A Rideshare Driver and Her Tiny Dog Battle a Stalker in ‘The Stranger’


Veena Sud’s goal in making The Stranger might’ve been to tell a story about toxic masculinity, but this horror movie also doubles as a cautionary tale about the perils of a tech-driven gig economy. Played by the modern scream queen Maika Monroe, our poor protagonist, Clare, is a rideshare driver and L.A. transplant who is just trying to earn enough money to stay afloat while she reaches for her dreams of becoming a writer. Then, she picks up a pale little freak named Carl E.—played by the ever-creepy Dane DeHaan—and gets way more than she bargained for.

The Stranger first premiered in 2020 as a Quibi series. After the “quick-bite” platform imploded, Sud—best known as the creator of AMC’s The Killing adaptation—re-cut her original work into a feature film, which hits Hulu on Monday for its second act. Throughout the film, Carl E. uses his hacker skills to stalk Clare through the cloud, tracking her through devices and predicting her next moves using an algorithm he’s developed through previous “experiments” he’s run with other female victims. Things get even more serious when Carl E. starts targeting not only Clare and her human allies, but also her precious dog, Pebbles. Is nothing sacred to this troubled young man?!

In some moments, The Stranger feels like a Hitchcockian thriller for an increasingly algorithm-atized America. Its beautifully framed visuals and ominous, shadowy lighting are enough to make you forget that this movie was once a vertically oriented TV series meant to be consumed in 9-minute intervals while waiting in line for your Starbucks order or sitting on the toilet. In other scenes, however, the film veers into goofier territory, suddenly reminding us that this project was once developed to live beside Quibis like, say, “The Golden Arm. (Remember that time The Marvelous Mrs. Maisel’s Rachel Brosnahan starred in a horror short about a woman with a golden arm? Man, 2020 was a weird time!)

How did it play as a Quibi series? RogerEbert.com hated the format, saying, “It’s remarkably difficult to build tension and create suspense in ‘bite-sized’ segments,” while Film School Rejects praised, “The first three Quibis—roughly the opening 24 minutes—deliver thrills, suspense, and something more akin to The Hitcher (1986) than even that film’s remake managed.”

A photo including a still from the film The Stranger

Maika Monroe


DeHaan’s performance is as menacing as ever. With each misogynistic comment and every brooding stare, he finds new ways to underscore his character’s basement-born, incel-adjacent isolation. Then again, it’s hard not to chuckle at some of the Reddit-coded drivel that spills out of Carl E.’s mouth.

Case in point: When Carl E. tells Clare a horror story in the car and she begins crying, he growls, “You are sitting next to a sociopath who has by definition zero human empathy, so how does caterwauling fit into your survival plan here?” (Caterwauling?) He continues: “If it’s male chivalry those puppy-dog eyes are meant to appeal to, newsflash, it’s 2020, Nancy Pelosi. Time to put your big-girl pants on. You can’t have it both ways. You can’t expect the men to open the door for you cunts and then whine that we don’t treat you like equals.” With each passing word from this MRA forum rant, you can practically hear the computer keys clacking.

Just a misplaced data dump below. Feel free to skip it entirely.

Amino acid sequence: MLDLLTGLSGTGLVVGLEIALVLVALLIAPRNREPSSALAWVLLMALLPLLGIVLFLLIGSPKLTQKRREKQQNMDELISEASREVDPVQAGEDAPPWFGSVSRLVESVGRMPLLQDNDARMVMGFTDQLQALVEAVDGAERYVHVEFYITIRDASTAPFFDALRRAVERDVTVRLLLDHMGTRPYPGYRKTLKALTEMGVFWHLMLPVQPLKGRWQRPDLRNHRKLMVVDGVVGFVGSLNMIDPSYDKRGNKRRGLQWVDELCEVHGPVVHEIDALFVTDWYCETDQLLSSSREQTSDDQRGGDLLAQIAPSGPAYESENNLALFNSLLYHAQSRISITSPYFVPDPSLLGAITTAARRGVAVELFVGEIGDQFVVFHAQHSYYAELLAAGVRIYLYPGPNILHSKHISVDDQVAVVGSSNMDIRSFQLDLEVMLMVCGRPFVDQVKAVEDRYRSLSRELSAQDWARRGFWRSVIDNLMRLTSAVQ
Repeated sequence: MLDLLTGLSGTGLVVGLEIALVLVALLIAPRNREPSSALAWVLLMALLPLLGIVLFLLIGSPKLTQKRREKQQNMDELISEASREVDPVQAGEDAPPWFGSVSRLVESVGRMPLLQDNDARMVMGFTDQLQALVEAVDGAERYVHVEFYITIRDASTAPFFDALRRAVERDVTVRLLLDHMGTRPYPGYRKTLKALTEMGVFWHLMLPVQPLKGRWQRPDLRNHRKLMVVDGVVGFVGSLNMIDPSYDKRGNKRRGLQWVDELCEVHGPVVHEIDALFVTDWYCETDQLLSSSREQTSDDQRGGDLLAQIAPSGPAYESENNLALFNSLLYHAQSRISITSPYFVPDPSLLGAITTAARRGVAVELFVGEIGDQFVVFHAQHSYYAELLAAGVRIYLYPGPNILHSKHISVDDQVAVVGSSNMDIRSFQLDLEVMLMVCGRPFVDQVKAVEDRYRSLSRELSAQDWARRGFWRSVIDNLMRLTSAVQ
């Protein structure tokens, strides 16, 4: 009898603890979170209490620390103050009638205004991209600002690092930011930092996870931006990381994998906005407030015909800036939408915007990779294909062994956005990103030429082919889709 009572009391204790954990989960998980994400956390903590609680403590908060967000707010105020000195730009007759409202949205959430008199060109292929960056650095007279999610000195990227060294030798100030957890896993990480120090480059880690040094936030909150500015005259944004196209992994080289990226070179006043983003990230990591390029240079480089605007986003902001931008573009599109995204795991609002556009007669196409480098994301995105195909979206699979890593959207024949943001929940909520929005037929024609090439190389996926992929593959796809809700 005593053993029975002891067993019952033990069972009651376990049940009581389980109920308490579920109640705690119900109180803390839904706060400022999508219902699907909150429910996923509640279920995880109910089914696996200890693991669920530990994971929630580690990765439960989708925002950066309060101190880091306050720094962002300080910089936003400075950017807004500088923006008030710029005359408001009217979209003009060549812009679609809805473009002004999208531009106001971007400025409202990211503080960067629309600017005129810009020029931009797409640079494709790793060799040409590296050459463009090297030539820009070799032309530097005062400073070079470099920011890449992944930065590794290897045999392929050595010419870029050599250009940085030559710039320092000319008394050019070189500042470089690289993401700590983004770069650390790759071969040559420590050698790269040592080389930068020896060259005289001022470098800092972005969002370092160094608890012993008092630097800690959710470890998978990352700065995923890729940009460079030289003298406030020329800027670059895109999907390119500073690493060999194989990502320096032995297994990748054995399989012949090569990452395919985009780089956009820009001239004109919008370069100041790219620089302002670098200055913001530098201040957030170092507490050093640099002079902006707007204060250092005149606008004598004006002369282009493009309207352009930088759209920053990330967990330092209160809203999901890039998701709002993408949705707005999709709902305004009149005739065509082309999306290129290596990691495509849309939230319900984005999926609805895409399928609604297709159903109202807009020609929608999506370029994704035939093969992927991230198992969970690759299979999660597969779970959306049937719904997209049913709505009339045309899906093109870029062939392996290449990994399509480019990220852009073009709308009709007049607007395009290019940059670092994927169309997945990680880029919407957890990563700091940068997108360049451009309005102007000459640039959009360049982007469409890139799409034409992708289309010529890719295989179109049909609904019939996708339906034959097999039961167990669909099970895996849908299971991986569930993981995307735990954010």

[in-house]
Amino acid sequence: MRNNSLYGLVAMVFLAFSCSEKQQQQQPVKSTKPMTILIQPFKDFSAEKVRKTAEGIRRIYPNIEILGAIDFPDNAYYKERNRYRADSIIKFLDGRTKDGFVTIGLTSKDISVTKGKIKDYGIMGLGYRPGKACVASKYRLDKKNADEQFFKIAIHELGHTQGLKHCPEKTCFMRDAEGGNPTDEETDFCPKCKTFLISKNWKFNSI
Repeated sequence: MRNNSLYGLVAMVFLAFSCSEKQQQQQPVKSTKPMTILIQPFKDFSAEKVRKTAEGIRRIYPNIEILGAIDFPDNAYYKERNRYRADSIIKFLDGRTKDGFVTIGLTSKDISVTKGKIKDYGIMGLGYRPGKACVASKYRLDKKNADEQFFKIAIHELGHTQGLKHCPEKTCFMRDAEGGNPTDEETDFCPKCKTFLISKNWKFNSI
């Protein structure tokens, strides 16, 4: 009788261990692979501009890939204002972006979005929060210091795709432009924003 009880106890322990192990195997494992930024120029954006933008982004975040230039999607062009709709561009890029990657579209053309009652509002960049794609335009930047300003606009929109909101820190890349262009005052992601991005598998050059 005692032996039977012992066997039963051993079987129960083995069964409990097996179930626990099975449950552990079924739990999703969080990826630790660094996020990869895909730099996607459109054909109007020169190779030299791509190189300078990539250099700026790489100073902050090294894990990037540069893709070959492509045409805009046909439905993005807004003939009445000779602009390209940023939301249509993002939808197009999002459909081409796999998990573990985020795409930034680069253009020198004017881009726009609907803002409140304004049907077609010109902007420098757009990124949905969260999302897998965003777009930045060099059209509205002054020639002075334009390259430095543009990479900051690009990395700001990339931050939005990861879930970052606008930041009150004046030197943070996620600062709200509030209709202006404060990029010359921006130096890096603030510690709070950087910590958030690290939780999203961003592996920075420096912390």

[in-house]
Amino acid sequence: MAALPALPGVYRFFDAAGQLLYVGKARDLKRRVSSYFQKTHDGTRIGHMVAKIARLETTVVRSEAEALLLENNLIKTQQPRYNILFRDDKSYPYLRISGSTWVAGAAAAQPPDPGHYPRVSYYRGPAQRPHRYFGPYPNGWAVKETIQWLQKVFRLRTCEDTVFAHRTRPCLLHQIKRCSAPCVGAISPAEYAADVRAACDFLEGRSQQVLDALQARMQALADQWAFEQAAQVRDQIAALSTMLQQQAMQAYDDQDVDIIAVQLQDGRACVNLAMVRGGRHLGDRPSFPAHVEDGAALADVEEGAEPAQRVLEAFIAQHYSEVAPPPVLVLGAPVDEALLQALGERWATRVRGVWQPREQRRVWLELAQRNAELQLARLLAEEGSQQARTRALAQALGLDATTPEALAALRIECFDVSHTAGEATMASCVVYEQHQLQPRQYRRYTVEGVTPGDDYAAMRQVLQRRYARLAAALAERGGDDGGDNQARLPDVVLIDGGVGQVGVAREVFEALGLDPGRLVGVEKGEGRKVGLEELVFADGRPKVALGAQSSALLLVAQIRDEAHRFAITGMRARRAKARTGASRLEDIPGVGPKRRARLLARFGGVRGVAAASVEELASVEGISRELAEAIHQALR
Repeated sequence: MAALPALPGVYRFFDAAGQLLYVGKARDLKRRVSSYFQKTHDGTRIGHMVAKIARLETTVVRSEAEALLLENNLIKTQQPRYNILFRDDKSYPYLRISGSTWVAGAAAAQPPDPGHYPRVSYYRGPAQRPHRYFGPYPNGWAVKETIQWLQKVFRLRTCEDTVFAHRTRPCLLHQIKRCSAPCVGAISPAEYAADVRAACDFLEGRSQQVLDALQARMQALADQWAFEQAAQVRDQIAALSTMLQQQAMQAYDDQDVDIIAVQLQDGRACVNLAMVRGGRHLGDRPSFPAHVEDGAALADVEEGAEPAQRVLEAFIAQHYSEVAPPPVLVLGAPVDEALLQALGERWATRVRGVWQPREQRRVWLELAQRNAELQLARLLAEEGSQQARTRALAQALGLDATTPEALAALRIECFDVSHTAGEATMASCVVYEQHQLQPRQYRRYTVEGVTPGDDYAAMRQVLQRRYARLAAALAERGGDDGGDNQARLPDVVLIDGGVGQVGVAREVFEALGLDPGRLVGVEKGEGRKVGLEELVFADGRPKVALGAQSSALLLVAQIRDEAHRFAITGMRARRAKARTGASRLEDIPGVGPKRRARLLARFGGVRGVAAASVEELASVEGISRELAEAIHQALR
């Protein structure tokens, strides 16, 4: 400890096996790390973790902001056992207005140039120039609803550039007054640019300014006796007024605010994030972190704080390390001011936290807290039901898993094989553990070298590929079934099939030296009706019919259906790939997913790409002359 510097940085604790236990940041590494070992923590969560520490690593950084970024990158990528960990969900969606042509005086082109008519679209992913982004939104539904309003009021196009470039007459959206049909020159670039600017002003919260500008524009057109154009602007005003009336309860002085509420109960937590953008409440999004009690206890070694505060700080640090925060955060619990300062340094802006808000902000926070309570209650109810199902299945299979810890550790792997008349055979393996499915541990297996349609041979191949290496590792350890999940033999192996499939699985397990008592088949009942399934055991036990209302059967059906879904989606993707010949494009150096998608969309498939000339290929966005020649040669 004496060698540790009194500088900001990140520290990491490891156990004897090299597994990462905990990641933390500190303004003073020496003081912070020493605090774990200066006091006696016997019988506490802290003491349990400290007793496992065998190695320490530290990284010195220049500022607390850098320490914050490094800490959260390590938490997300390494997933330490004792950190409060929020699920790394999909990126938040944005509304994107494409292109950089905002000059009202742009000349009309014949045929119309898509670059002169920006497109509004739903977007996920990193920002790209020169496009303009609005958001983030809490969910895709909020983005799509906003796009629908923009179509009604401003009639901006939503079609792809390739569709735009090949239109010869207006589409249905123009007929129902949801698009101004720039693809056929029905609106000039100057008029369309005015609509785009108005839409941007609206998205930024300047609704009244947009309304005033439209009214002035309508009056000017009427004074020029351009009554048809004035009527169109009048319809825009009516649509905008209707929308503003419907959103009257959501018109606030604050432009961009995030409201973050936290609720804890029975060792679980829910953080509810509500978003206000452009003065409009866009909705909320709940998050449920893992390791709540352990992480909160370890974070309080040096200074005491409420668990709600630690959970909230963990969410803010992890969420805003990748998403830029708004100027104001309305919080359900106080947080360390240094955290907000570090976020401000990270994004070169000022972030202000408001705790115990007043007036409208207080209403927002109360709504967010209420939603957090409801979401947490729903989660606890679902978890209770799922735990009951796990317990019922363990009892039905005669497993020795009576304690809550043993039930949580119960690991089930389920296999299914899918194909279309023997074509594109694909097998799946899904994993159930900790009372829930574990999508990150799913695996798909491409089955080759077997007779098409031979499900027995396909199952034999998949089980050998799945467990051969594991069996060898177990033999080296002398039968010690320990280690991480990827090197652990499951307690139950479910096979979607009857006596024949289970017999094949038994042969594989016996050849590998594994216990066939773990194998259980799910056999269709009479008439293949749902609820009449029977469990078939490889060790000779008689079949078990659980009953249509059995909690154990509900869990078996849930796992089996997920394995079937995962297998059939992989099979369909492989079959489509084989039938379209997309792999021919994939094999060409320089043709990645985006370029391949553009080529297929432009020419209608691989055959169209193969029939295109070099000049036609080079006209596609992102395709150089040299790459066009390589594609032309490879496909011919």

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Carl E. is obviously a villain with a capital “V,” but Sud complicates her story by planting seeds of doubt about Clare as well. Throughout the film, there are hints that she might have a history of making things up. Or was she telling the truth and simply not believed at the time? Regardless, she only recently moved to Los Angeles, so apart from her beloved pooch, it seems like Clare has basically no one in the city to help her. The one person who does believe her story is a 7-Eleven cashier named JJ (Avan Jogia) who heroically decides to stay by her side through a truly horrific night, even despite getting chased down by both a psychopath and, at one point, a pack of subway-dwelling coyotes.

As serious as its sources of inspiration may be—the rise of disaffected, woman-hating young men; technologies that encroach on our privacy while predicting our every move; crumbling, forgotten public transit infrastructures…—The Stranger is best approached as a light-hearted horror romp designed, above all, to entertain. Carl E.’s technologically based stalking techniques can feel almost supernatural, rather than grounded in reality, and the film’s finale can only be described as unforgettably bonkers in the best way possible. That said, it’ll definitely make Uber drivers think twice before letting Dane DeHaan (or anyone with weird vibes) into their cars.

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